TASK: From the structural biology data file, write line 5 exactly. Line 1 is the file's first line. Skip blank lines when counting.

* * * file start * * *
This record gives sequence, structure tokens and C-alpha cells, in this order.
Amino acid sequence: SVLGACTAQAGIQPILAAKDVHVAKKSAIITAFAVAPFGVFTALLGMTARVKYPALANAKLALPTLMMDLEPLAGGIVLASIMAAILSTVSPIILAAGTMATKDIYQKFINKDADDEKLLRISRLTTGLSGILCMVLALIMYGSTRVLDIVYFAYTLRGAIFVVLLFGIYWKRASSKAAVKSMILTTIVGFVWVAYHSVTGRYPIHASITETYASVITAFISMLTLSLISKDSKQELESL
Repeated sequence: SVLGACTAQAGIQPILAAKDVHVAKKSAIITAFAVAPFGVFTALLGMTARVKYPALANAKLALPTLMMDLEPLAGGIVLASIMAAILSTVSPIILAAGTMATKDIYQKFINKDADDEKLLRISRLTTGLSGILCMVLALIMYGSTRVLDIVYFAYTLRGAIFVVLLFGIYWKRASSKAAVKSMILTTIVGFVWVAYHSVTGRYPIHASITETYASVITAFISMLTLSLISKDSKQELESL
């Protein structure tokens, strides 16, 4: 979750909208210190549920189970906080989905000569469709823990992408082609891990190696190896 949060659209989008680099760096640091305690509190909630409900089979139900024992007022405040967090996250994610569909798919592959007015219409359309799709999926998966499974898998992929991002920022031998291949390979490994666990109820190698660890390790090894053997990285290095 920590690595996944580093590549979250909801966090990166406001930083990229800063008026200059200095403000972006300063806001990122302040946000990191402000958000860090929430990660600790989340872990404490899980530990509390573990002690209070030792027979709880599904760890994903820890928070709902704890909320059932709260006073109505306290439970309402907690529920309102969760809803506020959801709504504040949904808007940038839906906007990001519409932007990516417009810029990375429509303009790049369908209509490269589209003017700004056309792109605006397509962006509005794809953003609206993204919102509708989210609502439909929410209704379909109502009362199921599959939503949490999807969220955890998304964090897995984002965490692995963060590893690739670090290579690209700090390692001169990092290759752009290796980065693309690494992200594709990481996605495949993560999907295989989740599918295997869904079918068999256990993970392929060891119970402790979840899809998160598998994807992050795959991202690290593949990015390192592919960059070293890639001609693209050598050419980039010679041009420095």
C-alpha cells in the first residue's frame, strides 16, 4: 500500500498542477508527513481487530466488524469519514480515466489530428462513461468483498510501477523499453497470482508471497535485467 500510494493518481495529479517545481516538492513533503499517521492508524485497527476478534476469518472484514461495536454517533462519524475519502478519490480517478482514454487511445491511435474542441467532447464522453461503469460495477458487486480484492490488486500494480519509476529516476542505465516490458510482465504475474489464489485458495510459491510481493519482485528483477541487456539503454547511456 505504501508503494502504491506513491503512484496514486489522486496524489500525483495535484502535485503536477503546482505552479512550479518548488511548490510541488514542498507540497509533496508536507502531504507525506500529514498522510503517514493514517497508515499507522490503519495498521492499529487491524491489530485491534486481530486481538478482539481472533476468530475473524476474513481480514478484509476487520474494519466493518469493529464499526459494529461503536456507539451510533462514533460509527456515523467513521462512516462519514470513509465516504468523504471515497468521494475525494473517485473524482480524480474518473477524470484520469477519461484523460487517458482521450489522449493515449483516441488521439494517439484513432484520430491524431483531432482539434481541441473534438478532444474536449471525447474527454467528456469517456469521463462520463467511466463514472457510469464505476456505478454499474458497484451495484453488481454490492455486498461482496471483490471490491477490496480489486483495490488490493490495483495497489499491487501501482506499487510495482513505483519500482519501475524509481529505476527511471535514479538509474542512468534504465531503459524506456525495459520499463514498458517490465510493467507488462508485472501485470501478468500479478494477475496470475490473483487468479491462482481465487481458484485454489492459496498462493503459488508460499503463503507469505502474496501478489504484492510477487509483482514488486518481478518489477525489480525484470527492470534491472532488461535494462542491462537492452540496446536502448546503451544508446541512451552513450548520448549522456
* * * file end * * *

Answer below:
C-alpha cells in the first residue's frame, strides 16, 4: 500500500498542477508527513481487530466488524469519514480515466489530428462513461468483498510501477523499453497470482508471497535485467 500510494493518481495529479517545481516538492513533503499517521492508524485497527476478534476469518472484514461495536454517533462519524475519502478519490480517478482514454487511445491511435474542441467532447464522453461503469460495477458487486480484492490488486500494480519509476529516476542505465516490458510482465504475474489464489485458495510459491510481493519482485528483477541487456539503454547511456 505504501508503494502504491506513491503512484496514486489522486496524489500525483495535484502535485503536477503546482505552479512550479518548488511548490510541488514542498507540497509533496508536507502531504507525506500529514498522510503517514493514517497508515499507522490503519495498521492499529487491524491489530485491534486481530486481538478482539481472533476468530475473524476474513481480514478484509476487520474494519466493518469493529464499526459494529461503536456507539451510533462514533460509527456515523467513521462512516462519514470513509465516504468523504471515497468521494475525494473517485473524482480524480474518473477524470484520469477519461484523460487517458482521450489522449493515449483516441488521439494517439484513432484520430491524431483531432482539434481541441473534438478532444474536449471525447474527454467528456469517456469521463462520463467511466463514472457510469464505476456505478454499474458497484451495484453488481454490492455486498461482496471483490471490491477490496480489486483495490488490493490495483495497489499491487501501482506499487510495482513505483519500482519501475524509481529505476527511471535514479538509474542512468534504465531503459524506456525495459520499463514498458517490465510493467507488462508485472501485470501478468500479478494477475496470475490473483487468479491462482481465487481458484485454489492459496498462493503459488508460499503463503507469505502474496501478489504484492510477487509483482514488486518481478518489477525489480525484470527492470534491472532488461535494462542491462537492452540496446536502448546503451544508446541512451552513450548520448549522456